What is nuclear heart testing? — Nuclear heart testing is a way for doctors to check how healthy your heart is. A nuclear heart test is an imaging test that can show:

  • How much blood flows to your heart muscle
  • How well your heart pumps blood to the rest of your body

Usually, people have a test called a “stress test” along with a nuclear heart test. A stress test measures how well the heart works when it is pumping very fast. When the heart pumps fast, it needs more blood. A stress test shows if the heart gets enough blood during these times. When a stress test is done with a nuclear heart test, it’s called a “nuclear stress test.”

Why might my doctor order a nuclear heart test? — Your doctor might order a nuclear heart test or a nuclear stress test to:

  • Check if your heart muscle is getting enough blood
  • Look for certain heart conditions or follow a known heart condition
  • Check your heart after a heart attack or heart surgery
  • See how well your heart pumps blood to the rest of your body

How do I prepare for a nuclear heart test? — Before you have a nuclear heart test, your doctor will ask about all of the medicines you take. He or she might have you stop or change some of your medicines before the test. He or she will tell you when to stop eating and drinking before your test. Your doctor also might ask you not to drink anything that has caffeine in it for 24 hours beforehand.

What happens during a nuclear heart test? — First, the doctor, nurse, or technician will do a test called an “ECG.” An ECG records your heart rate and rhythm by measuring the electrical activity in your heart (figure 1).

Then, the doctor, nurse, or technician will have you lie down on a table. He or she will put an IV (needle) in your arm and put a radioactive substance, called a “tracer,” into the IV. The tracer will travel through the blood to your heart. A camera outside your body will follow the tracer’s signals. The camera will take pictures and create images that show the blood flowing to and through your heart.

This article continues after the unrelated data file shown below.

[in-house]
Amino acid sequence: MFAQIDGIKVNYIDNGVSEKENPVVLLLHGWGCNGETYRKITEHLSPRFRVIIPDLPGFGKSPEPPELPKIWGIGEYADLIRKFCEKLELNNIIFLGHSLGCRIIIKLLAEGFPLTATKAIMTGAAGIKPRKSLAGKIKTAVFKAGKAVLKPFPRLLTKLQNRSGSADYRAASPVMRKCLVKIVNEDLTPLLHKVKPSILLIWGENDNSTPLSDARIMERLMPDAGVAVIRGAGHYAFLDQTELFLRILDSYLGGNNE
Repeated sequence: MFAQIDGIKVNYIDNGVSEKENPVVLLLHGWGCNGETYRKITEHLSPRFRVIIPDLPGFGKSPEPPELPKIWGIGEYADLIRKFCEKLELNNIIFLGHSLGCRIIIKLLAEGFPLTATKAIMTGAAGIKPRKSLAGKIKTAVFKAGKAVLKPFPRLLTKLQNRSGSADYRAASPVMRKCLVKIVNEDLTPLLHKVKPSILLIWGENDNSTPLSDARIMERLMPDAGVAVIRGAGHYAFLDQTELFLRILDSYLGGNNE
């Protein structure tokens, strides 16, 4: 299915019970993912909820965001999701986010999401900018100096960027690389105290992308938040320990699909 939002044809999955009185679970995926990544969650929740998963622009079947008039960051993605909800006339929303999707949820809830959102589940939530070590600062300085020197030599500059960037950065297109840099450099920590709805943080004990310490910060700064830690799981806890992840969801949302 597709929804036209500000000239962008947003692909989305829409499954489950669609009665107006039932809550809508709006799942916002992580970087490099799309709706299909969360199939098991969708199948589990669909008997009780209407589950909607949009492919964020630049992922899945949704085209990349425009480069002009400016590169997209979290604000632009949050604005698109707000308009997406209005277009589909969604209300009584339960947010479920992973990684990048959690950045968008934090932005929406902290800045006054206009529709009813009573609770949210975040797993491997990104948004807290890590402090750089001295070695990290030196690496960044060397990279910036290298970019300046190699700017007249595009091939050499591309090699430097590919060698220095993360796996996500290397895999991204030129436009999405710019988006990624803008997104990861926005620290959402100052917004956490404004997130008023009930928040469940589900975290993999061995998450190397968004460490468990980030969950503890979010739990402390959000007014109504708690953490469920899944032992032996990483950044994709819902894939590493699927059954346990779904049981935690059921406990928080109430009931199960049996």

If you have a nuclear stress test, you will have 1 set of pictures done while you rest and 1 set done when your heart is pumping fast. To “stress” your heart and raise your heart rate, the doctor will do 1 of the following:

  • Have you run or walk on a treadmill (figure 2)
  • Have you pedal a stationary bike (a bike that doesn’t move, except for the pedals)
  • Give you medicine to make your heart pump faster – People who can’t exercise can get medicine instead.

After the stress test, the doctor will take another set of pictures. That way, he or she can compare the results from the 2 different times.

What are the downsides of nuclear heart tests? — Nuclear heart tests do involve a small amount of radiation. Too much radiation can cause serious health problems, like cancer. The amount of radiation in nuclear tests will not cause any long-term problems in most people. But your doctor will talk with you about the possible long-term side effects of radiation.

Other downsides of nuclear heart tests can include:

  • Pain or redness where the IV was in the arm
  • Side effects from the stress test – When people exercise and their heart pumps very fast, they can get symptoms such as chest pain, trouble breathing, an abnormal heartbeat, or feeling dizzy or faint.

What if I am pregnant? — If you are pregnant, let your doctor know. He or she might postpone the nuclear heart test until after your baby is born.